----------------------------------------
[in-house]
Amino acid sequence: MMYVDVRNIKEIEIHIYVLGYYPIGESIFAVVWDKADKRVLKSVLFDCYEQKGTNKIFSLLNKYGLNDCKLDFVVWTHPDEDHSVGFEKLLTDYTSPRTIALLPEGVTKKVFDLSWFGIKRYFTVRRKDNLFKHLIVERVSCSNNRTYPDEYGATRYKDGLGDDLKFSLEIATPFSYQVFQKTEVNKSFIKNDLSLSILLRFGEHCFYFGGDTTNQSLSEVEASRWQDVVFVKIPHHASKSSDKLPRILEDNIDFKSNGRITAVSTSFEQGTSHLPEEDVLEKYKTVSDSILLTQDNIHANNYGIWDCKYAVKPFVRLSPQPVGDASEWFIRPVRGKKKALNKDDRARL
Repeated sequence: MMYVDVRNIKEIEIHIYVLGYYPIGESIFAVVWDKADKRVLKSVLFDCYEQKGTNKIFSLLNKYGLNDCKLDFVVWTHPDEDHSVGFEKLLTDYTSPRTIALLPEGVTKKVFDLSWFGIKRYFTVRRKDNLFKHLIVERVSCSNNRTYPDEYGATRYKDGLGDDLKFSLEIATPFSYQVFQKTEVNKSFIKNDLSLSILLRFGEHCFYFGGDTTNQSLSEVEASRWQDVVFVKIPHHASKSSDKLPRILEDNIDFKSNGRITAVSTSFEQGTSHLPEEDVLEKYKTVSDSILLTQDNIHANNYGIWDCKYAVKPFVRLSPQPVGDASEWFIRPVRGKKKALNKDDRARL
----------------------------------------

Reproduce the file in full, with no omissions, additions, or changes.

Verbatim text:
[in-house]
Amino acid sequence: MMYVDVRNIKEIEIHIYVLGYYPIGESIFAVVWDKADKRVLKSVLFDCYEQKGTNKIFSLLNKYGLNDCKLDFVVWTHPDEDHSVGFEKLLTDYTSPRTIALLPEGVTKKVFDLSWFGIKRYFTVRRKDNLFKHLIVERVSCSNNRTYPDEYGATRYKDGLGDDLKFSLEIATPFSYQVFQKTEVNKSFIKNDLSLSILLRFGEHCFYFGGDTTNQSLSEVEASRWQDVVFVKIPHHASKSSDKLPRILEDNIDFKSNGRITAVSTSFEQGTSHLPEEDVLEKYKTVSDSILLTQDNIHANNYGIWDCKYAVKPFVRLSPQPVGDASEWFIRPVRGKKKALNKDDRARL
Repeated sequence: MMYVDVRNIKEIEIHIYVLGYYPIGESIFAVVWDKADKRVLKSVLFDCYEQKGTNKIFSLLNKYGLNDCKLDFVVWTHPDEDHSVGFEKLLTDYTSPRTIALLPEGVTKKVFDLSWFGIKRYFTVRRKDNLFKHLIVERVSCSNNRTYPDEYGATRYKDGLGDDLKFSLEIATPFSYQVFQKTEVNKSFIKNDLSLSILLRFGEHCFYFGGDTTNQSLSEVEASRWQDVVFVKIPHHASKSSDKLPRILEDNIDFKSNGRITAVSTSFEQGTSHLPEEDVLEKYKTVSDSILLTQDNIHANNYGIWDCKYAVKPFVRLSPQPVGDASEWFIRPVRGKKKALNKDDRARL